virtualenv is a tool to create isolated Python enviroments.
Imagine that when you have a few projects on hand simultaneously, and each project requires different Python package. Of course you can install the package i.e:Django globally on your
/usr/bin/python but it’s not recommendeded to install packages gloablly. For instance, let’s install Django package globally into your computer via
pip is a tool for installing and managing Python packages.
With this package, you created a successful project. After sometime you update you package for the new Django version.
Then another client demands for a slightly different project and you use the current package to create another awesome project. Everything seems fine on this awesome project but you’ll sooon discover that your brilliant project(previous) doesn’t work anymore. This is because as newer version of package is released, the API is changed simultaneously. It might be just a minor upgrade for the code, but it’ll do a lot of damage. And that’s when you spend your time to upgrade your code for your previous project. If you’re using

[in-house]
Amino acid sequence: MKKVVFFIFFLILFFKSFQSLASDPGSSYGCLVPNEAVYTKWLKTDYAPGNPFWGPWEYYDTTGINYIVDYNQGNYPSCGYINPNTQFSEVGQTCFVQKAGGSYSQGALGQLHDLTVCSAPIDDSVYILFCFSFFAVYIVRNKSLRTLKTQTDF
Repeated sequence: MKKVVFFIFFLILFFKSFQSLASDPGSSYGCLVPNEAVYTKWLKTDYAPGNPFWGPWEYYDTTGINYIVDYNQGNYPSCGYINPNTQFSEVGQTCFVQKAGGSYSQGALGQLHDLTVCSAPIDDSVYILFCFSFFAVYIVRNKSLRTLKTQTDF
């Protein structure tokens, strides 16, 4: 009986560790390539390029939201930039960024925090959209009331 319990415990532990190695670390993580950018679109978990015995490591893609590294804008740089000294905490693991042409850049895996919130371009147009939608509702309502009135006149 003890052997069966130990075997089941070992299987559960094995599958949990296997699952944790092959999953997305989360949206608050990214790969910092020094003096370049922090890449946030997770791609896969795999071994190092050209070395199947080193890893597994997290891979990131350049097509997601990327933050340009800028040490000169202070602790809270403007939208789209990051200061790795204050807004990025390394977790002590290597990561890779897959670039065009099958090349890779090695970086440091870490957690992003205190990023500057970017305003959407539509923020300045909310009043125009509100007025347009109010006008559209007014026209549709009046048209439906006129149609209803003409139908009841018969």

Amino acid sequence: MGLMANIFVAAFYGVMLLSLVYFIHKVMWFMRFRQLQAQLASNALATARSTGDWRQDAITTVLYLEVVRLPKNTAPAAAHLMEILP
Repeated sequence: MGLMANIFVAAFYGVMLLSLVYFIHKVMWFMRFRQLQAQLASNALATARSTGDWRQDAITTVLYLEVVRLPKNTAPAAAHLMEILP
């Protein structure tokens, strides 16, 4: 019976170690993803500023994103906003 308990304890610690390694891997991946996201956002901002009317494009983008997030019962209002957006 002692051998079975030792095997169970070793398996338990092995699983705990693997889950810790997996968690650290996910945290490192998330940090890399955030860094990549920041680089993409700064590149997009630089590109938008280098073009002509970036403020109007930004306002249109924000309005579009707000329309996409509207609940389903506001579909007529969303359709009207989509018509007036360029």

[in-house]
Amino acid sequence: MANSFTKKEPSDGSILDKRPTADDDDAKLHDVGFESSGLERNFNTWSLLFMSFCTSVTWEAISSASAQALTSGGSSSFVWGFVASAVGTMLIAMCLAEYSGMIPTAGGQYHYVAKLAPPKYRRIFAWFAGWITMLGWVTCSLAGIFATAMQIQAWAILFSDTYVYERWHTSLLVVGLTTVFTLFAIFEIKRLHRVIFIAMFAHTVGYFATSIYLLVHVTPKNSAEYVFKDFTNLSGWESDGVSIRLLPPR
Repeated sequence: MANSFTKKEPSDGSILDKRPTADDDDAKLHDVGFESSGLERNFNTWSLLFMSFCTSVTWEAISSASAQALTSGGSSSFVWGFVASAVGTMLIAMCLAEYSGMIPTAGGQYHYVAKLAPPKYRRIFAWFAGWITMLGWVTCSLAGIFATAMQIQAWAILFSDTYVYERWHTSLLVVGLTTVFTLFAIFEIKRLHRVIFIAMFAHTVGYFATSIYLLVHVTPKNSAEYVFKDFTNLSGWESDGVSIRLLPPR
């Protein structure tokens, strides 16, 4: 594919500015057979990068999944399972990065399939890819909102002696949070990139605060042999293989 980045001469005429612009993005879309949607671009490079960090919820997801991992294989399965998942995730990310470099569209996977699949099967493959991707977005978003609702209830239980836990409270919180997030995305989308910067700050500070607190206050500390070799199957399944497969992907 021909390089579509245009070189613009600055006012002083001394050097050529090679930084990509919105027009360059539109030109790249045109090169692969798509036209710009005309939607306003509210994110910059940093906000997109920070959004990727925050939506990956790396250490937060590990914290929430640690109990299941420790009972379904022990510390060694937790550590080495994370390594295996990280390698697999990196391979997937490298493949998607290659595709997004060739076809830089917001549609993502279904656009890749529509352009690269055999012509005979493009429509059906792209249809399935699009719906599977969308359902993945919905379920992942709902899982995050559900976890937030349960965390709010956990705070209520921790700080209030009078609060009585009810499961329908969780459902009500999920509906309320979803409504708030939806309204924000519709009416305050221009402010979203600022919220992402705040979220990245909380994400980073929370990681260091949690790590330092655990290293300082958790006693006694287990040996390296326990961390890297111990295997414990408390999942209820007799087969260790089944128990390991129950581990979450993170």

virtualenv for each of your project, you won’t be affect.
Installing virtualenv is extremely easy.
To create a new virtual environment,
where ENV is the name of your new created directory. Of course if your have other projects, you probably will do something like this.
To begin using the ENV, it had to be activated.
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Then it’s time for you to install any modules you wish under this environment. When you’re done working for the moment, you can deactivate it. Also there is no command to delete your virtual environment. Simply delete the directory using rm after deactivating.
The workflow of
virtualenv is extremely easy and simple. The only module you need to install it globally is probably
virtualenv which containing copy of python, pip and their own directory to store other libraries installed.